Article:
An unexpected role for a white blood cell called the Natural Killer (NK) cell – a critical cell for ridding the body of infection and cancer, has been discovered by researchers at New Zealand’s University of Otago .
The NK cell is a “vigilante” killer – a white blood cell that destroys invaders and cancer cells through a process of “identity card” checking. The researchers’ new work shows that violent vigilante NK cells act as helper cells to start up the immune response.
Otago Associate Professor Alex McLellan says NK cells patrol the body and destroy abnormal cells, especially infected or cancer cells. NK cells closely examine the surface of all cells and look for molecules that are present on healthy cells.
“Certain molecules act like identity cards, and NK cell are vigilantes, ready to respond if they don’t see an ID card on cells. During infections or with cancer, the absence of these molecules triggers the NK cells to destroy the cells,” says Associate Professor McLellan.
Dr Sarah Saunderson and Associate Professor McLellan, who both work in Otago’s Department of Microbiology and Immunology, have identified a new way that NK cells act during infections or cancer.
“A few years’ ago we showed that NK cells were required for the vaccination response against cancer.” The group has now recognised that NK cells enhance the ability of the immune system to recognise fragments of tumour cells released into the blood,” says Associate Professor McLellan.
These fragments induce potent immune responses against cancer, he says.
Endogenous cell expansion within the spleen in response to B cell–derived exosomes
Splenic primary B cells were activated via CD40 and the IL-4 receptor for 3 d, then cultured with OVA protein (OVA pro) for a further 2 d. Exosomes (BcExo-pro) were isolated from culture supernatant by differential centrifugation and sucrose cushion purification. (A) Exosomes were visualized by cryoelectron microscopy. Original magnification 320,000. Scale bar, 100 nm. Image representative of three exosome preparations. (B) Exosomes were bound to 4 mm of aldehyde-sulfate beads, stained with anti– MHC-I, –MHC-II, -Ig, -CD19, -CD45R (B220), and -CD81 mAb, and analyzed by flow cytometry. Gray shaded peak indicates BSA beads; black line indicates Exo-beads. Results are representative of three exosome preparations. (C) B cell lysate (CL) or B cell–derived exosome (Exo) samples (10 or 20 mg as stated) were probed by Western blot for the presence of calnexin, MFG-E8, and CD138 (10 mg/lane), or for 14-3-3g and Alix (20 mg/lane). Results are representative of at least two exosome preparations. (D) B6 mice were immunized i.v. with PBS or 25 mg of BcExo-pro. Five days postimmunization, spleens were analyzed by flow cytometry for absolute numbers of NK cells. Results were representative of two experiments of three to five mice per group. (E) Alternatively, mice were mock- (control Ab) or NK cell–depleted 2 d prior to BcExo-pro immunization (undepleted mice immunized with PBS) and analyzed 7 d later for absolute numbers of CD4 T cells, CD8 T cells, and B cells. Results are representative of one experiment with six mice per group. Line indicates mean. Unpaired two-tailed t test (D) or one-way ANOVA with Bonferroni postcorrection (E) was performed: *p , 0.05, **p , 0.01. ns, not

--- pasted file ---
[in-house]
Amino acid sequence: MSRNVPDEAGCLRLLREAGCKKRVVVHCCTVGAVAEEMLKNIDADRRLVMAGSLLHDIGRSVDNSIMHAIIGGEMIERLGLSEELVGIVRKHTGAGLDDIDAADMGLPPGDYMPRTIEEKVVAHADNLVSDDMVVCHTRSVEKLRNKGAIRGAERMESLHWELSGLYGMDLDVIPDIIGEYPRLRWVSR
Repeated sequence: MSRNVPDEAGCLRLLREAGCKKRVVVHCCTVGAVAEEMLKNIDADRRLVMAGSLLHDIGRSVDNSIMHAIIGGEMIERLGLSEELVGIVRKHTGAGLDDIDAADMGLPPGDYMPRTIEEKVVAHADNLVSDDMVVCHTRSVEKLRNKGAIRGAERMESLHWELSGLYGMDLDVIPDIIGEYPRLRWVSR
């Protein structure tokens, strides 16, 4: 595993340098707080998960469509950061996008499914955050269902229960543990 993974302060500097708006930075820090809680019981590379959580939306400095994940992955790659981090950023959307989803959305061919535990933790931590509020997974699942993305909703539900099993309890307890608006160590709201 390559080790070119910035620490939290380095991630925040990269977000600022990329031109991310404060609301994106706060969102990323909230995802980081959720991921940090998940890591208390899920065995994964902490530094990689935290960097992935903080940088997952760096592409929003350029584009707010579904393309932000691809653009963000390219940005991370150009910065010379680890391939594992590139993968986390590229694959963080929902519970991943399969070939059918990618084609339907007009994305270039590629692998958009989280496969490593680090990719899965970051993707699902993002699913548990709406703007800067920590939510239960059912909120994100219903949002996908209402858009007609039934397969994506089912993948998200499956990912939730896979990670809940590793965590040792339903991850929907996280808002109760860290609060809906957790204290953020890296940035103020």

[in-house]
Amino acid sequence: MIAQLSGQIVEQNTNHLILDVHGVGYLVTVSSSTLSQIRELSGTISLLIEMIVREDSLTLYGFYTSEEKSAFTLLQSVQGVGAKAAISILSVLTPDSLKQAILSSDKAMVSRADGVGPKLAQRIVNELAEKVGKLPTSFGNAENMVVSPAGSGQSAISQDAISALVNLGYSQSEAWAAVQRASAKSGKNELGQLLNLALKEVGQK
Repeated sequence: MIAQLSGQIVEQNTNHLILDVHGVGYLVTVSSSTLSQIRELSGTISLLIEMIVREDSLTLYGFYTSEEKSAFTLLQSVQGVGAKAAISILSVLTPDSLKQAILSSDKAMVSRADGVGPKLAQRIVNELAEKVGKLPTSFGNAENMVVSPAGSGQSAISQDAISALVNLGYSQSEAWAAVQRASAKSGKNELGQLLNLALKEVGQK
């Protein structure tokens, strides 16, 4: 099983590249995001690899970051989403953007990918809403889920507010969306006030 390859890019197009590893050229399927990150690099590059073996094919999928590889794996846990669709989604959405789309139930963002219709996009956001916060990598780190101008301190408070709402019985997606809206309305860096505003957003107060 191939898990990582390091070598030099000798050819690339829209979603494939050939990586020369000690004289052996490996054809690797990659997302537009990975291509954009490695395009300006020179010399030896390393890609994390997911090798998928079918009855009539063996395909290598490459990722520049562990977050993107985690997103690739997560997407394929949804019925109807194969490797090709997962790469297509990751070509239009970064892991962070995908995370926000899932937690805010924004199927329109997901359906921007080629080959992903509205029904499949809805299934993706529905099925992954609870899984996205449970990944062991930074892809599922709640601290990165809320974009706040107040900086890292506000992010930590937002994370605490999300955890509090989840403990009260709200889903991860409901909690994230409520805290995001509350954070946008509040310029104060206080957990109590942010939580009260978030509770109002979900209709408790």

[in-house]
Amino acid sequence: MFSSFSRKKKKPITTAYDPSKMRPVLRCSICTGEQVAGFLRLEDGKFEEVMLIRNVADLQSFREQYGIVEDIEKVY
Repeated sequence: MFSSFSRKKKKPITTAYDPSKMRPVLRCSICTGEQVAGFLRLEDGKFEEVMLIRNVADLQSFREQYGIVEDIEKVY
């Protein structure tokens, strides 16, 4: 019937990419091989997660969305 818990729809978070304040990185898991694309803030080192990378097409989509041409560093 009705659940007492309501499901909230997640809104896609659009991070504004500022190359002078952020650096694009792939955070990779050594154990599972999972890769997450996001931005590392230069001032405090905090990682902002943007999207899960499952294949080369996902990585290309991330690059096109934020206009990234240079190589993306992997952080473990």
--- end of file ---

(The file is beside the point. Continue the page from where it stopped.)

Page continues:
“Our new work shows that NK cells are absolutely critical for the immune activity of these cell fragments.”
These latest findings also explain how such potent immune responses arise against cell fragments.
“This work also reveals new ways that NK cells help the immune system, aside from in their rather violent vigilante role.”
The group is currently looking at ways to improve NK cell function through living vaccines and growth factors to enhance the immune response to cancer.
Source – Eurekalert